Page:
In this essay, I will be discussing how we encounter
the term ‘culture’ as a challenge and a preference, within the concepts of
‘culture of fear’ and ‘culture of terror’. I will argue this in opposition to
the notion that these concepts are totalizing descriptions of the society and
all-encompassing definitions of civilian’s daily lives. Is there a way of
writing about cultural events and the ordinary lives of those affected by
violence that doesn’t run the risk of perpetuating the violence? The former, ‘culture
of fear’ is a concept used by Linda Green to describe how women in the Xe’cej
community of Guatemala, experience fear as a deeply infiltrating and embodied
‘way of life’. The lives of the Xe’cej have been filled with grotesque memories
that permeate into constant states of fear, arguably creating new cultural
forms, but that were nevertheless imposed upon them when their own cosmologies
and kinship were used against them as a means of political weaponry. Green
postulates that having death all around you becomes embodied as fear, but that
this fear and trauma is expressed through the body; suffering differs person to
person yet the body remains a site of political and social resistance (Green
1999: 247). I will briefly explore how the body can re-establish itself as a
site with control by expressing signs of self-representation and identity. By
way of Mo Home, I will discuss how violence can frame the everyday by a
weakening of communities.  The latter
‘culture of terror’, is a term used by Michael Taussig, in which he suggests
that the Putumayo in the Amazon were victims of a brutal ‘culture of terror’
that derived from the socio-political control inflicted by relentless abuse,
forced labour, torture and execution, all in aid of rubber extraction. The
terror that Xe’cej community and the Putumayo community faced are an effect of persistent
violence inflicted by the state against its civilians.

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Although not drawing heavily on Abu-Lughod’s
ethnographic material, I use the basis of her ethnographies ‘Veiled Sentiments’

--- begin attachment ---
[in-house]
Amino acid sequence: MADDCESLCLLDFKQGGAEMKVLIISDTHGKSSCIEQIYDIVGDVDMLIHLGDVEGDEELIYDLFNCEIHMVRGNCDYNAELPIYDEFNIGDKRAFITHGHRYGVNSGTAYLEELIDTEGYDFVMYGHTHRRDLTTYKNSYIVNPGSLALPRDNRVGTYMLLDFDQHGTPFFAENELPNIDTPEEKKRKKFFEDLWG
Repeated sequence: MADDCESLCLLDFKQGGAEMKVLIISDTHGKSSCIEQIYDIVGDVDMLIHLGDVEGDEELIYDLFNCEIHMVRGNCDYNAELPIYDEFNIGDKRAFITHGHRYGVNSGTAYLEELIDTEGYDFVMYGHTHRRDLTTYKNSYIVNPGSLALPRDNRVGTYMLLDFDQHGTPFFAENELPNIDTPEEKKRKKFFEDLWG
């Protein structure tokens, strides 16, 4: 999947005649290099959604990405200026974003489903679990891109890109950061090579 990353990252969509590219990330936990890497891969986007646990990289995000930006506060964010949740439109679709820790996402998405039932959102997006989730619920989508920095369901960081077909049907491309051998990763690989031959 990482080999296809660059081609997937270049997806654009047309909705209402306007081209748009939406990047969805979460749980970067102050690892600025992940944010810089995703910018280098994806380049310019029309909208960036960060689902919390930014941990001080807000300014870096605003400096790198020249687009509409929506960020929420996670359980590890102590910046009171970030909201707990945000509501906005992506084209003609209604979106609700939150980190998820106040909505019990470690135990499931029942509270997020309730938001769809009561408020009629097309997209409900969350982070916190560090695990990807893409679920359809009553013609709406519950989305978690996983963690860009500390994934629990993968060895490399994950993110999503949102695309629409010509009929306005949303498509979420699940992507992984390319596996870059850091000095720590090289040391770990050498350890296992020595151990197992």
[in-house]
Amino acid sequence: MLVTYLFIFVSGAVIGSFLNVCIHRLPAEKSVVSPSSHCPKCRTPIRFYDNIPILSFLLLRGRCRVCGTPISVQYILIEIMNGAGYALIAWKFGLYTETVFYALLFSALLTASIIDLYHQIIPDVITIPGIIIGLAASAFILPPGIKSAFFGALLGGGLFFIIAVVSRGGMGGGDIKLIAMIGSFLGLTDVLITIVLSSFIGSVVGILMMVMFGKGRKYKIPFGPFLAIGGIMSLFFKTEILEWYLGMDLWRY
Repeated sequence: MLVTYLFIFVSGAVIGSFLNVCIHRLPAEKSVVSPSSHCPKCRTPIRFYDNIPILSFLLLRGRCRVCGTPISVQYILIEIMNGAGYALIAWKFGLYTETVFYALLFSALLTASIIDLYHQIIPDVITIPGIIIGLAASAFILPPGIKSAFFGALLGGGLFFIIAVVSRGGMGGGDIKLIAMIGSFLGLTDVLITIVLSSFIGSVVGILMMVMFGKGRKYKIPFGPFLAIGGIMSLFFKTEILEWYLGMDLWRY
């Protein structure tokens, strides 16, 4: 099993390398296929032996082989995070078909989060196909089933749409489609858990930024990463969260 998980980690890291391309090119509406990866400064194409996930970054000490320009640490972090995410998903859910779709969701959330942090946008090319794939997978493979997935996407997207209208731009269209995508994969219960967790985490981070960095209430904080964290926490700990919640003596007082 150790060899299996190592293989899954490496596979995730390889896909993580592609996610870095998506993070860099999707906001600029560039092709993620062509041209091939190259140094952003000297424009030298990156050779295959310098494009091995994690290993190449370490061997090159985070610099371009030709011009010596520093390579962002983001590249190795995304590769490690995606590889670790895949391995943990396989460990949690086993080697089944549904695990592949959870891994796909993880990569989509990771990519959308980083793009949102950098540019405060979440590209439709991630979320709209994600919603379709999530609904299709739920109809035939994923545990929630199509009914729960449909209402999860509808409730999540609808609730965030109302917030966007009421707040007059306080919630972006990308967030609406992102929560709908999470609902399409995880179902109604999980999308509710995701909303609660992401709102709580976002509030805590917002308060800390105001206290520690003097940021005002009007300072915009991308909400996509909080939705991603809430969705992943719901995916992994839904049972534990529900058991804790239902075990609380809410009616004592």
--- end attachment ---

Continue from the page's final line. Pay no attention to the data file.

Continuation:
and ‘Writing Women’s World’s’ to help facilitate a thread that highlights the
many contradictions that have long since seduced anthropologists and
philosophers such as Abu-Lughod and Michael Taussig. This will lead into a look
at affect theory and how it may be a more appropriate theoretical framework for
‘cultures of terror’ and ‘cultures of fear’. Affect is characterised by
instantaneous experiences and encounters that happen in a moment, which I argue
symbolises the ‘cultures’ more accurately. This will oppose what current media
and news headlines suggest as the term terms ‘cultures of fear’ and ‘culture of
terror’ have swept into the mainstream. It is used widely when discussing the
media and unsurprisingly Islamophobia as a technique to inflict fear for
political objectives.



What you’re
arguing is that there is affect present in all 3 (Green, Taussig, Margold)

All are
different (Margold – normalisation/reshaped norms, Taussig – terror RE: victims
AND perpetrators, Green: victims/embodied




Within the process of violence, images contained in
the discourse of terror and images of power and its counterparts, are moulded and
maintained, temporarily achieving pellucidity; staying just enough time to
inflict inequality, exclusion or harm, before spiralling into new meanings. Discourses
of differences created by the spirals of meaning, fuel violent action, and this
violent action is often inflicted upon the perceived ‘other’. D’Angelo suggests
that violent phenomena is maintained and made worse by the act of writing
(D’Angelo 85). In other words, by extracting a positioned understanding of a
cultural event and modelling it into a permanent and deducible ethnographic
text, one runs the risk of perpetuating the violence depicted by casting it as
static and inflexible. Therefore, it is important to visit the postmodern turn
in anthropology to understand why Taussig attempts to counter ‘cultures of
terror’ by turning the discourse against itself (Taussig 1984: 471). (THIS DOESN’T